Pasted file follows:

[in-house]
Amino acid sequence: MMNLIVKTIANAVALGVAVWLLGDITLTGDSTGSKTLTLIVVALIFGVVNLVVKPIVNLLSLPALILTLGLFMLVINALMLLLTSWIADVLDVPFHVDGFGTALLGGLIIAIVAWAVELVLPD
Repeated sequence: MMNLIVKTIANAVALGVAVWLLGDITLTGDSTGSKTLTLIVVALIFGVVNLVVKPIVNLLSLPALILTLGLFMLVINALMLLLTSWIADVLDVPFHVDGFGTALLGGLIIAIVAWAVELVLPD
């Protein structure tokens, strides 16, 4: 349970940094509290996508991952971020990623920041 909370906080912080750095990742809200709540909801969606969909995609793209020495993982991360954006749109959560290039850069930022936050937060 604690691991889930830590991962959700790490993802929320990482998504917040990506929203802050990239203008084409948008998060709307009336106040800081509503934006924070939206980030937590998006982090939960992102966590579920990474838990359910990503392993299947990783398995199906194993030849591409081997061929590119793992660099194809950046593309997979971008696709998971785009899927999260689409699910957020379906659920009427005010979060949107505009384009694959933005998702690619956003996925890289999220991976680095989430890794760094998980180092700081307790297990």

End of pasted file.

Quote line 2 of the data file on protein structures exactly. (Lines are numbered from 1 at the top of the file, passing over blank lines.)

Amino acid sequence: MMNLIVKTIANAVALGVAVWLLGDITLTGDSTGSKTLTLIVVALIFGVVNLVVKPIVNLLSLPALILTLGLFMLVINALMLLLTSWIADVLDVPFHVDGFGTALLGGLIIAIVAWAVELVLPD